Oil temperatures affect taste and texture. For a consistent, high-quality cake donut, fryers should keep oil temperature between 360°F and 385°F, one donut industry source says. Keeping color and texture consistent on both sides of the cake donut also rests with the fryer. Typically, the first fried side of the cake donut has a more uniformed color, and the opposing side usually has more fat absorption. To improve color and absorption on both sides, bakers can move the flipping unit to increase or decrease frying times. This change gives bakers flexibility in modifying frying times on both sides of the donut.
During frying, 85% of the total oil in the fryer is absorbed by the cake donuts. If some of the oil transforms into free fatty acids, the cake donut's leavening system can prematurely activate. Free fatty acids are formed when fat break down occurs. These fatty acids separate from the glycerol portion of fat molecules. Free fatty acids are indicators of proper refining techniques and frying processes, one donut industry source says.
An accumulation of free fatty acids during frying can impact how cake donuts look after frying. These fatty acids occur when excess dry ingredients or dough particulates enter the fryer and mix with frying oil. Any material that has the ability to burn can cause free fatty acids to occur. Preventing these particulates from entering the fryer extends the life of the oil by reducing fatty-acid formations.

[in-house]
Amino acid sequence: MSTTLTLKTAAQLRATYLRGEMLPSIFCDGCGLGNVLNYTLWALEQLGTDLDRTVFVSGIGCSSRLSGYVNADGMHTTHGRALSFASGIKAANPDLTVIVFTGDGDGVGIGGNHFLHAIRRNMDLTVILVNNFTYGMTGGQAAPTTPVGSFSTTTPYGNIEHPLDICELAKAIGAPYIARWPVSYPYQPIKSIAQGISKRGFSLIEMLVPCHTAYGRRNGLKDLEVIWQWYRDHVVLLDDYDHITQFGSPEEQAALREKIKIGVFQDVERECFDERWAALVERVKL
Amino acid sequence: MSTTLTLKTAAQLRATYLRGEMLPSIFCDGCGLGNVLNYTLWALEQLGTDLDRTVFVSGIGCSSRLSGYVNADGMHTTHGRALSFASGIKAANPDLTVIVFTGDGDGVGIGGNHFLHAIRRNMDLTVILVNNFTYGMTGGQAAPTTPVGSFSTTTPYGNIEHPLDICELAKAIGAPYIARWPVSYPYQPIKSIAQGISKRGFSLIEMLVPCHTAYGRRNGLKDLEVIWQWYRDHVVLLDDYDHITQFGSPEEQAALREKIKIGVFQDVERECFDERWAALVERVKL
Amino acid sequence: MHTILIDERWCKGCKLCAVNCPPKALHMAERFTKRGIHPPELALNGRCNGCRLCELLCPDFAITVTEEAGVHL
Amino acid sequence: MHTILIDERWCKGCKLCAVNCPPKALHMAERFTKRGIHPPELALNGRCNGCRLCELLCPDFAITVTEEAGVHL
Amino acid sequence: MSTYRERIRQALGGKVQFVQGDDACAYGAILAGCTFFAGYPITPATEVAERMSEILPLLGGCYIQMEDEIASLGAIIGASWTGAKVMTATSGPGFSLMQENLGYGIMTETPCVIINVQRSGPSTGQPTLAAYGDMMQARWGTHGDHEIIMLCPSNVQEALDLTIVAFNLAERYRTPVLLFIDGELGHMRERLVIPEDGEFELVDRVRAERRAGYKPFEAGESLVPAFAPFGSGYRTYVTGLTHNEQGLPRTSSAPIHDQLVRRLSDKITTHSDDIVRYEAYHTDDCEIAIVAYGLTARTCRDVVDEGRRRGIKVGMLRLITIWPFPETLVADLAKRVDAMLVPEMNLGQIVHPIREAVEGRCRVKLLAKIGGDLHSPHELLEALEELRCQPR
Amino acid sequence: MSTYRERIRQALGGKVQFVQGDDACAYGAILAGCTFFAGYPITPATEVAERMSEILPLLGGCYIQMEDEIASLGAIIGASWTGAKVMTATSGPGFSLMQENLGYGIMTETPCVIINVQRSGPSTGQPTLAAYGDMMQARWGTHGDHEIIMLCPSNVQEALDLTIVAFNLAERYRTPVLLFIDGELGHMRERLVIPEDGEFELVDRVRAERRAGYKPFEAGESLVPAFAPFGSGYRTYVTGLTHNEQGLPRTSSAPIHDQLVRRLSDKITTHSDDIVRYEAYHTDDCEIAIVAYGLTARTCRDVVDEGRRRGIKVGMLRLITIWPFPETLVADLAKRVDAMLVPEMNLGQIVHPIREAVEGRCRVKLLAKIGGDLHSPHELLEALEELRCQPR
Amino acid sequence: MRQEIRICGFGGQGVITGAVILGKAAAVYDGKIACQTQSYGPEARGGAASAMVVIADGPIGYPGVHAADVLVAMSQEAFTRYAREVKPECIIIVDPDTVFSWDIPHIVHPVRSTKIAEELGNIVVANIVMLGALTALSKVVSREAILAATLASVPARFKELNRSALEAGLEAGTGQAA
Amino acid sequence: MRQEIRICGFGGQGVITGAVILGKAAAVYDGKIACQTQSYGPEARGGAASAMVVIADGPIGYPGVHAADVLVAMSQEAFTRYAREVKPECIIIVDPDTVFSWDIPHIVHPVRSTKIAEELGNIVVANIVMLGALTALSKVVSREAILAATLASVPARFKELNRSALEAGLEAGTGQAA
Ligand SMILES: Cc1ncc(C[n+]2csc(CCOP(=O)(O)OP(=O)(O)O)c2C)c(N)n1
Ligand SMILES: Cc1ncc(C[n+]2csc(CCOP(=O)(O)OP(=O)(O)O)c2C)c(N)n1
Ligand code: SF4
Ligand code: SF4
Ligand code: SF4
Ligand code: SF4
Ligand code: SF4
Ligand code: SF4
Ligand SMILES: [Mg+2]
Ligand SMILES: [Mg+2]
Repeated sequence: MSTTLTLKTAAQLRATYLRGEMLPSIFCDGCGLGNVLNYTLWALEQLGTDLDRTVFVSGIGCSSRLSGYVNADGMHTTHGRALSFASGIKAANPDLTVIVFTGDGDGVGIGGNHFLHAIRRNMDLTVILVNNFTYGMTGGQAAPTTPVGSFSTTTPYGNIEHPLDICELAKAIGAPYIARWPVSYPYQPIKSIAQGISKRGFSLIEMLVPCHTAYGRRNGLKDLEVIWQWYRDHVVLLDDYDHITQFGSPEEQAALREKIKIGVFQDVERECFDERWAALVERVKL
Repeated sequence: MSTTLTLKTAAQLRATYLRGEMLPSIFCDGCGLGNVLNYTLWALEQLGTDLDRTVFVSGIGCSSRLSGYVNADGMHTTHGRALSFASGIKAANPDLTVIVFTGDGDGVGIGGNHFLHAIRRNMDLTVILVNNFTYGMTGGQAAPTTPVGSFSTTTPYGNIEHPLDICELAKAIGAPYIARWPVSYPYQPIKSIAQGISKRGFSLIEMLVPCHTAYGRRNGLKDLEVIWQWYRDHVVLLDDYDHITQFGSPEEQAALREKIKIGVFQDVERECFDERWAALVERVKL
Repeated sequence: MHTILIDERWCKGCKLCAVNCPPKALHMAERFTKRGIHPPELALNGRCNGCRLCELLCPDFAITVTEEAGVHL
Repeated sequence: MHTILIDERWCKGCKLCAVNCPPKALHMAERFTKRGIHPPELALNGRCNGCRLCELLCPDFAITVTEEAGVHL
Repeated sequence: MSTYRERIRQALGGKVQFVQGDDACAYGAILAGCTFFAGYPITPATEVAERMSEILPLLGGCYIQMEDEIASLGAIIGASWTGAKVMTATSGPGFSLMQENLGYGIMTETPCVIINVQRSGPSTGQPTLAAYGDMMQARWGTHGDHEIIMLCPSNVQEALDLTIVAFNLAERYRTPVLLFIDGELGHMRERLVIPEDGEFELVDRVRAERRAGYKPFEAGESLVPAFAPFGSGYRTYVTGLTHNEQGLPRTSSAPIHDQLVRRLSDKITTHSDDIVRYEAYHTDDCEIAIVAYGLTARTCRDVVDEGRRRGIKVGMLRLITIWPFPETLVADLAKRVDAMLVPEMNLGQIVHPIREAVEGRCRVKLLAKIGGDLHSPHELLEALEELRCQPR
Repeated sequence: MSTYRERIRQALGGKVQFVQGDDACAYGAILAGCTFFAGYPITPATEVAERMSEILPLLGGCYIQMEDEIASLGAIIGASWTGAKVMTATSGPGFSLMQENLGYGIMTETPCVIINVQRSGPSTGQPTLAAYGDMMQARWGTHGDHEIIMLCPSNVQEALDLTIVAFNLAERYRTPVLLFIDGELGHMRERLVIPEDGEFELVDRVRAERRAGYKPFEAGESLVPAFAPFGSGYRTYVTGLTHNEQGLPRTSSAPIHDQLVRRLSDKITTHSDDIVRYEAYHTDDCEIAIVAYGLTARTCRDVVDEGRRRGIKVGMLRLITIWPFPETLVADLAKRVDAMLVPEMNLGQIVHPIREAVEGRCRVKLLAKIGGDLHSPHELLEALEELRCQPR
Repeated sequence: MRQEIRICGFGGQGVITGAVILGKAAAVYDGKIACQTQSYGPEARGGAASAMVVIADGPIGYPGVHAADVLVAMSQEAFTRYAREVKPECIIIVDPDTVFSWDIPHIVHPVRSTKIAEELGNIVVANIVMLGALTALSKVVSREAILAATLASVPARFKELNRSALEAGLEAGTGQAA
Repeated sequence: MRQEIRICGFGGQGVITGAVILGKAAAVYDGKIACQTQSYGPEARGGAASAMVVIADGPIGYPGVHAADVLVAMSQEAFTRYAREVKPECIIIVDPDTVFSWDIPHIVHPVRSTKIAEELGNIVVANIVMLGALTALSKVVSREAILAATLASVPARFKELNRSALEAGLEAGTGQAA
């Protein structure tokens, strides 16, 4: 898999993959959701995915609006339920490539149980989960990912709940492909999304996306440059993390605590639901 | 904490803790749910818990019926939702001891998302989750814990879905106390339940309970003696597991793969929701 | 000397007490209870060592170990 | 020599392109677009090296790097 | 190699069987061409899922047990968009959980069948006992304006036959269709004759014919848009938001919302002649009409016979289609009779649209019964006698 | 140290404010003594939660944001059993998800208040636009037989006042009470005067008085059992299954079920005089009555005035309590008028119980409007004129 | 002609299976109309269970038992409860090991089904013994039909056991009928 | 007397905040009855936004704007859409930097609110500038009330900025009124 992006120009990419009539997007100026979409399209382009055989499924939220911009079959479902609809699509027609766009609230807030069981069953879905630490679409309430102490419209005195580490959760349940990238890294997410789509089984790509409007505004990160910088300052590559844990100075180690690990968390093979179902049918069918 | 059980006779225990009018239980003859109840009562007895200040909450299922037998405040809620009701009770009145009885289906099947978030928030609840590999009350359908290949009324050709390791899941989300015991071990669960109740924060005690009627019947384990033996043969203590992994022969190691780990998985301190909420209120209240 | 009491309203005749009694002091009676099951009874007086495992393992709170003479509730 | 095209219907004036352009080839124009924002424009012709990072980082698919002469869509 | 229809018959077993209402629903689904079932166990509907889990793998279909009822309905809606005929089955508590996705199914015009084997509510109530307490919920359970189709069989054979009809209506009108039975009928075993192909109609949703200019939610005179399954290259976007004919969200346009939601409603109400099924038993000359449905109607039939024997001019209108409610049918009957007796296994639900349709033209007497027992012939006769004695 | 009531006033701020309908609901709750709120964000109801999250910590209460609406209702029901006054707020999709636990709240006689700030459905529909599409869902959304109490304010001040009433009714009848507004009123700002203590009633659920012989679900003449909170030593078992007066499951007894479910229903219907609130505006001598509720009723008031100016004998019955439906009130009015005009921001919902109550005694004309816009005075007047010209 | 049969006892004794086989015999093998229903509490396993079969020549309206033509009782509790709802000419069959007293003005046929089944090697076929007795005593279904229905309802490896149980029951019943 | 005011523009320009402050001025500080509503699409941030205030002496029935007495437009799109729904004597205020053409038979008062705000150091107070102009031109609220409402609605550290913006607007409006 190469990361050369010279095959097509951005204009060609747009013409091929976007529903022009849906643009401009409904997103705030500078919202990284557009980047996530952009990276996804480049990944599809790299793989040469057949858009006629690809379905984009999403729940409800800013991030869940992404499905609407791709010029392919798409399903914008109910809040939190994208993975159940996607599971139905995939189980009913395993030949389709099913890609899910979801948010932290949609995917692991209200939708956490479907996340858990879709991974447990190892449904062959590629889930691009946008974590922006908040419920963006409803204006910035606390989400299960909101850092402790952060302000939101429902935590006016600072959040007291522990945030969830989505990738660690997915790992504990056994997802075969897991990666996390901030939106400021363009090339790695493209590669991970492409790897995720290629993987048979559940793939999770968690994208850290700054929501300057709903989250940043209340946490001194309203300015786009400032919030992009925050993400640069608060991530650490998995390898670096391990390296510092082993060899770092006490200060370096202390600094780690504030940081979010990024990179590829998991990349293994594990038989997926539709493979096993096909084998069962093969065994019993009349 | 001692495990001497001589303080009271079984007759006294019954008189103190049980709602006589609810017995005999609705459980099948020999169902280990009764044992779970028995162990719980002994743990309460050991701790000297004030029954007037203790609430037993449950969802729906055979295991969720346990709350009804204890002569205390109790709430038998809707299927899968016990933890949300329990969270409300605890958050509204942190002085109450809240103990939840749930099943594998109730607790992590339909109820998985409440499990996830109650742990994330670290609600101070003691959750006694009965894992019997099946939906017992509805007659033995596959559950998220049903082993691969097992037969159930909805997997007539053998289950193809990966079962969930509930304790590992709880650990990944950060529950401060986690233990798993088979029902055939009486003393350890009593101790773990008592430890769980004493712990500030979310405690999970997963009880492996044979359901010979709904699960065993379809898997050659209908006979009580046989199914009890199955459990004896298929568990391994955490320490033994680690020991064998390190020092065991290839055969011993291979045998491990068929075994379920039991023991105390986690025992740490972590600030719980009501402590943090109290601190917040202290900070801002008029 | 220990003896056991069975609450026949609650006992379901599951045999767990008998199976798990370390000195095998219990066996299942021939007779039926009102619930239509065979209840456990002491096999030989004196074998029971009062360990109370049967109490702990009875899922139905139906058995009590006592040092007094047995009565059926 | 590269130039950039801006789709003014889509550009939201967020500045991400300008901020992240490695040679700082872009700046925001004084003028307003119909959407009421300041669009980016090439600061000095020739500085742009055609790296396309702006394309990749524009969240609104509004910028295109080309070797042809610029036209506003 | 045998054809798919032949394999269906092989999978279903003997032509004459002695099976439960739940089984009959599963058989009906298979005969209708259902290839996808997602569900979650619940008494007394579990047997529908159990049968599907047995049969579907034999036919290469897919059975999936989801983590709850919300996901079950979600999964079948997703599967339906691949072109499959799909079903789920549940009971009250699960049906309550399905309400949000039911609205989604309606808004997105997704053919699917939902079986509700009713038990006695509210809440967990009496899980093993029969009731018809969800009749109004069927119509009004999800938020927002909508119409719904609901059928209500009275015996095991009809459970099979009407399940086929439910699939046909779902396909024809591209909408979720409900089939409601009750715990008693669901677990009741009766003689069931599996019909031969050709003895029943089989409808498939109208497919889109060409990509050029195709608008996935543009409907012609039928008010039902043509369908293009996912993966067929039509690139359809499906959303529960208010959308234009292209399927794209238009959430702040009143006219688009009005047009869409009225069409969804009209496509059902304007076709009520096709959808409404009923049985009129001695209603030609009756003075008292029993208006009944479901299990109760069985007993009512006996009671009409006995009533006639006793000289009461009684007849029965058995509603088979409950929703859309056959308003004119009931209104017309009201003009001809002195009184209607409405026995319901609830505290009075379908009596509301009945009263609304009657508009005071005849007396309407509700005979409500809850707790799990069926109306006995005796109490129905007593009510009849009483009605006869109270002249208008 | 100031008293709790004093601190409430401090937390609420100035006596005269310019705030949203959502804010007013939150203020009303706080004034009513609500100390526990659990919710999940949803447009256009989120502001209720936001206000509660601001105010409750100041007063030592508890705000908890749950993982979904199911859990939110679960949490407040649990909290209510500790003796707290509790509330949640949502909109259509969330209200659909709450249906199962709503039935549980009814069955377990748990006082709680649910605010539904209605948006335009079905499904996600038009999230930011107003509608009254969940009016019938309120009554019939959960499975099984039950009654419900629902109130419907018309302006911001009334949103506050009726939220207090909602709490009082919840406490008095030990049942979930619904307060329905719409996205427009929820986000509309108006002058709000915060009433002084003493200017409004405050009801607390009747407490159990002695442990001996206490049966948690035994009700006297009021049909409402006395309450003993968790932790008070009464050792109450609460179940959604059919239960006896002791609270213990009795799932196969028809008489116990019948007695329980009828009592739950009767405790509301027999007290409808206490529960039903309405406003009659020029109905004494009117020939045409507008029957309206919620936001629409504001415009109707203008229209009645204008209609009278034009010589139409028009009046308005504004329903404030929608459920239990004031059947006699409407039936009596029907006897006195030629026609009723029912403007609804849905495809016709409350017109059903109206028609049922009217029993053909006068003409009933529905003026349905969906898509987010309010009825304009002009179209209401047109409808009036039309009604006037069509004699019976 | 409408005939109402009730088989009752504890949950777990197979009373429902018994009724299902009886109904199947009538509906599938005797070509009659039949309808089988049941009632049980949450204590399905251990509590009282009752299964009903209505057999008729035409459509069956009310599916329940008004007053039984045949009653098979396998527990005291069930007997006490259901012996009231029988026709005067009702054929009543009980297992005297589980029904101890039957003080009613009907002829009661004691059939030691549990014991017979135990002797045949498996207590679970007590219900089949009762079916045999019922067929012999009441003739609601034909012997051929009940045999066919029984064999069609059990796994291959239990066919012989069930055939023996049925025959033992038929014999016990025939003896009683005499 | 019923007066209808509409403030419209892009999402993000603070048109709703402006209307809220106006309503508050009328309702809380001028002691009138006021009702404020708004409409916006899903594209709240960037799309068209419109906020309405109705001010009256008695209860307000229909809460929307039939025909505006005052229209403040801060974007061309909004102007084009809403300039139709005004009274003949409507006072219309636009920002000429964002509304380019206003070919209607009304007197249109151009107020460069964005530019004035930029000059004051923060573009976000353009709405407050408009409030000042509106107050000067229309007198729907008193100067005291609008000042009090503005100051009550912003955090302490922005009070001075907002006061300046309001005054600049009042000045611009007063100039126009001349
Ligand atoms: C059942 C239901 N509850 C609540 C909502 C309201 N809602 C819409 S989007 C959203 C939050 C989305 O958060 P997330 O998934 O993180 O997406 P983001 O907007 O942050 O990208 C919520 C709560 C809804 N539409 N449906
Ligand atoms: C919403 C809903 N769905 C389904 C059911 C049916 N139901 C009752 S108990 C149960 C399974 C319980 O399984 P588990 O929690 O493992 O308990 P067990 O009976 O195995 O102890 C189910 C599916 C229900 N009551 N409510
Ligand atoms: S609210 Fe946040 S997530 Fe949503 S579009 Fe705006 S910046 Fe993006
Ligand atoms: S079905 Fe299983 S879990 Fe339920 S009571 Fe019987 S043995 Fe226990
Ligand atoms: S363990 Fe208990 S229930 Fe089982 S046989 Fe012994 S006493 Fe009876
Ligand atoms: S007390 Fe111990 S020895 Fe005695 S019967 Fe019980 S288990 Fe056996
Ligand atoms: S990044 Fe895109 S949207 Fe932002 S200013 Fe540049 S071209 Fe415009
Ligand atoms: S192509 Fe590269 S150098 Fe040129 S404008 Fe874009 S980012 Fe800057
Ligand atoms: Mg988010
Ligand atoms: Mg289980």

High oil temperatures can cause fat break down. In between donut frying runs, it is a good practice to lower oil temperatures to 250°F, one donut industry source says.
Frying oil also should be filtered once a week. The shallower the kettle, the more frequent oil should be filtered, one donut fryer manufacturer says.
Fryers also should be cleaned regularly. Strict cleaning standards prevent fryer accidents. According to one donut industry source, if water enters the fryer, oil turns vaporous and a "grease bubble" can erupt and burn employees. After cleaning, water can hide in small crevices within the fryer, and drying techniques may not mop up all the water. To prevent any dangerous situations, the fryer should be turned on at a low temperature to eliminate any left over moisture.
By implementing these cake donut production methods, bakers can create a consistent donut. From the mixer to the fryer, cake donuts require accuracy in time and temperature throughout the production process.